El Salvador:

Aid Compensates for Economic Losses but Achieves Little Growth

NSIAD-91-97: Published: Feb 15, 1991. Publicly Released: Feb 15, 1991.

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Pursuant to a congressional request, GAO reviewed U.S. economic assistance to El Salvador, focusing on: (1) how El Salvador used the funds; and (2) whether the Agency for International Development (AID) met its assistance goals.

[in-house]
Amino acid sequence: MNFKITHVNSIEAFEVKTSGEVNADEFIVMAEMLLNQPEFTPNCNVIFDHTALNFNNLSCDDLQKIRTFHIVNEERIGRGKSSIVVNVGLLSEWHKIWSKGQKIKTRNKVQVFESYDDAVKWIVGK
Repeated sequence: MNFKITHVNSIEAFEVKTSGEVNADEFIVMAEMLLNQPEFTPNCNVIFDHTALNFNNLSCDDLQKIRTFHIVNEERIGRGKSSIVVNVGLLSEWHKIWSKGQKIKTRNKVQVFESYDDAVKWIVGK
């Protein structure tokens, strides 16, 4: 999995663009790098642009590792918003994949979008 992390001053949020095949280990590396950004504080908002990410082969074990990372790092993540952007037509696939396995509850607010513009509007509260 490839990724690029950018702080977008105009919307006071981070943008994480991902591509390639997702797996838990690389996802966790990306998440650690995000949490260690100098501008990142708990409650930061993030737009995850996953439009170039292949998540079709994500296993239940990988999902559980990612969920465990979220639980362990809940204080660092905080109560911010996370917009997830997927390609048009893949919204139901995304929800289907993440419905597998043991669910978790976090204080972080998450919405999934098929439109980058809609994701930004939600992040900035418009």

GAO found that: (1) AID provided about half of its $3 billion in economic assistance to El Salvador in the form of balance-of-payment support to finance imported goods; (2) AID assistance helped stabilize El Salvador's economy, but at a level lower than before the leftist insurgency; (3) economic growth rates less than AID projected; (4) as recommended by AID, El Salvador initiated comprehensive economic reforms, including exchange rate revisions, income tax and tariff rate changes, and actions to lessen state control of the banking system; (5) continued violence detracted from AID and Salvadoran efforts to promote exports and overall business activity; (6) economic reforms improved prospects for achieving higher growth rates and foreign aid; (7) AID and El Salvador encouraged nontraditional exports to lessen dependency on coffee; (8) despite AID funding for temporary infastructure repairs, El Salvador would have to invest millions of dollars for new construction when the insurgency subsides; (9) aid for Salvadoran social programs helped compensate for decreased Salvadoran spending; and (10) poor allocation of resources reduced services to the most needy.

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